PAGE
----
“The harder you push this ski, the better it gets,” says one tester. That’s because of the full sidewall construction and the combo of wood (ash and poplar) and carbon inlays that make the Chugach stiff. Testers who didn’t push it felt it lacked agility, while more aggressive testers couldn’t get enough. Tradeoff: The skis felt heavy on the uphills.
Because of the long, flat section of ski underfoot (and subtly rockered tip and tail), you get more edge contact when you need it. This gives the Chugach the maneuverability of a serious steep-terrain ski—you can make solid turns to dump speed when things get spicy. As one big mountain rider put it, “It instills confidence.”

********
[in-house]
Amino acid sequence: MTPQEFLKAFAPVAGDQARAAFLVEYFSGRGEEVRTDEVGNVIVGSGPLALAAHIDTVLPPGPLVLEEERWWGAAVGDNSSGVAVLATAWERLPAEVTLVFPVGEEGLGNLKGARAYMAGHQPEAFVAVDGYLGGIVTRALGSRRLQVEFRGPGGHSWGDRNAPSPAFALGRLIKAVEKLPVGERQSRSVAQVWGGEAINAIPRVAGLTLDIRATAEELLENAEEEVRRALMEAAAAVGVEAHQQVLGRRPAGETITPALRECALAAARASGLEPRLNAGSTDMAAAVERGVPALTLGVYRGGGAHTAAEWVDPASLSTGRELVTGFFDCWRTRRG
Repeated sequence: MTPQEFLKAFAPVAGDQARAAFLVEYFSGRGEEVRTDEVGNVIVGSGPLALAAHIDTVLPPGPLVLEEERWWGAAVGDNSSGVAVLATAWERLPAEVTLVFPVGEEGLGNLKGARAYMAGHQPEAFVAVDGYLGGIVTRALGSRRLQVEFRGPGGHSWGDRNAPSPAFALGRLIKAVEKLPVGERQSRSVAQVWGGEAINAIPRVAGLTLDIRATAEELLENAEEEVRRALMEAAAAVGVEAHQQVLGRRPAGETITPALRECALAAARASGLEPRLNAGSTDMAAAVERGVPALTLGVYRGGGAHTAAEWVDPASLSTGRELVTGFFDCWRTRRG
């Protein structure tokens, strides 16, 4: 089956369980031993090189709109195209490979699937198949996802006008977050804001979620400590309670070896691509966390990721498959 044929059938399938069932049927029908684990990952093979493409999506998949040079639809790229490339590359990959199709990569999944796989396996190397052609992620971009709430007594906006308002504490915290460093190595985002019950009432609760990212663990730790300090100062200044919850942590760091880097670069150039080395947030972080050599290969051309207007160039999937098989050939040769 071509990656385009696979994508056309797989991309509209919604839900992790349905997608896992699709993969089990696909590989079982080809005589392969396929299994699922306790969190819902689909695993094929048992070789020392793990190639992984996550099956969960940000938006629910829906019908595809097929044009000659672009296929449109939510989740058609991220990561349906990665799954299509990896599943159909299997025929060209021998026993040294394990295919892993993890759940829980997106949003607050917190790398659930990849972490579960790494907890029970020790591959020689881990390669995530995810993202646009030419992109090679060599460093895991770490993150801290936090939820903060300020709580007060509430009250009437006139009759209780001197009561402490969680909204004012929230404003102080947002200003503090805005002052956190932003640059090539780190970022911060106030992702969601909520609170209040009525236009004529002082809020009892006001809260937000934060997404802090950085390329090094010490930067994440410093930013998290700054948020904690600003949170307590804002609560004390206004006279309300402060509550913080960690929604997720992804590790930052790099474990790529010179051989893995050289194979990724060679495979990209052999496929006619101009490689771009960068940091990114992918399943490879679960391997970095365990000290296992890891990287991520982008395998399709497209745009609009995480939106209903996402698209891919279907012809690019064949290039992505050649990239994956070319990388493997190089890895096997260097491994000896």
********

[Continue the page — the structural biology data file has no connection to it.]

The Chugach is at home in most any snow, from mank to sastrugi, and most any terrain, from mellow tours to steeps, but it shines when you put it on edge.